This one’s self explanatory. It’s okay for your dog to act like a totally insane freak as they run back to you when you call them, as long as they sit when they get to you without jumping on you. That was hard for Jet. He greets everyone by jumping on them. He loves to jump on people. It’s his zen. He jumped on me after I praised and released him during this portion of the test and the tester still passed us, because he was acting like a goof after being given his release word. The tester joked with me that he was just having a little victory dance.

Test 8: Reaction to another dog.

What you’re going to do is have your dog on a loose leash on your left and the other handler is going to have their dog on a loose leash at their left. You and the other handler will be between your dog and the other dog. All you have to do is approach the other handler, get your dog to sit and stay put, and then shake the other handler’s hand and walk away. That’s it! Your dog just has to not growl, bark or freak out at the sight of the other dog. They can notice each other. They can look. They do not have to sniff each other’s butts or actually meet each other. They are to be busy being focused on you, not doing other stuff. This one is really easy, even for Lexi who is very reactive to smaller dogs. As long as there is a job for her brain to be focused on doing, then she doesn’t care if there’s a dog there.

Test 9: Reaction to distraction.

First off, I have to give the AKC some crap for this one. Who on God’s green earth is going to expect a dog not to freak out when someone drops a crutch on the floor? You can’t expect them not to react to that at all, that seems a bit unfair to me, especially to dogs that are gun shy. I have a dog that is afraid of fireworks and gun fire. She gets spooked if things get dropped on our tile. You can’t expect me to fix that in four months of training classes. You just can’t. That said, there are things that they may encounter in public, like handicapable individuals in wheel chairs, or parents with babies in strollers, or bicyclists, or joggers. It is up to the tester which of these distractions they can use. I would go watch a CGC test at the location where you’re planning to take your dog through it and see what distractions they use. Choose a place that uses distractions that you feel comfortable working with your dog on and that you feel are reasonable for your neighborhood and lifestyle. Dropping a crutch and making a loud bang on the floor is not reasonable in my mind. My school does not drop noisy things on floors. They use strollers, walkers, wheel chairs and bicycles and you just have to walk your dog past them without him trying to lunge for them. They can smell them and show interest, but should otherwise leave them alone.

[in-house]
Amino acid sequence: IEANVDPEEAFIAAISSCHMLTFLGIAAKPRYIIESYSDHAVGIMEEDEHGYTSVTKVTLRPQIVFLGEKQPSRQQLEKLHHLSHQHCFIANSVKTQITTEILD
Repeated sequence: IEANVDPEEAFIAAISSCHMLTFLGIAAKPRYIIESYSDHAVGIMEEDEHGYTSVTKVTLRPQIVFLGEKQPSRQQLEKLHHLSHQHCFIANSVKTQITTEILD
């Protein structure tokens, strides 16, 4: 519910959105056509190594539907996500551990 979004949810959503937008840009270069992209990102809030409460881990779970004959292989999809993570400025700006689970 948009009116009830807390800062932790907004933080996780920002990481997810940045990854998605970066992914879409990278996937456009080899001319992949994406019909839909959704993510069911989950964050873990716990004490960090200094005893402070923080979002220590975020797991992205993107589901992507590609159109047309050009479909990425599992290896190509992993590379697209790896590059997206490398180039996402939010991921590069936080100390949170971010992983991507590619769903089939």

Test 10: Supervised separation.

This really is easier than it sounds. You have to be able to leave your dog alone with a stranger for 3 minutes, with you completely out of sight, without them barking or panicking. I work on this at home by leashing my dogs out to the banister during meal times and walking in and out of the room while they eat.

Some of you are probably still groaning and shaking your head. On paper, this thing looks complicated. When I first took a dog through this test, I thought my head was going to explode with all the stuff we had to learn and do together. When I took Jet through it, I was sure that he was going to be the first failure our trainer had ever had on the CGC test. He acted like a nut ball every time I gave him his release word during the test, but when I asked him to do things, he was right on top of it! That’s the important part here. You just have to demonstrate that you have verbal control over your dog when you’re out in public. It’s all doable stuff. You are not being asked to complete an obstacle course with your dog, while the building is on fire, though I am sure it feels like that. So do yourself a favor, before you decide to go do that test, go take a class. Most dog training clubs offer a class that prepares you for this test. You should take it. It will help you a lot, you will learn a lot and your dog will actually enjoy it.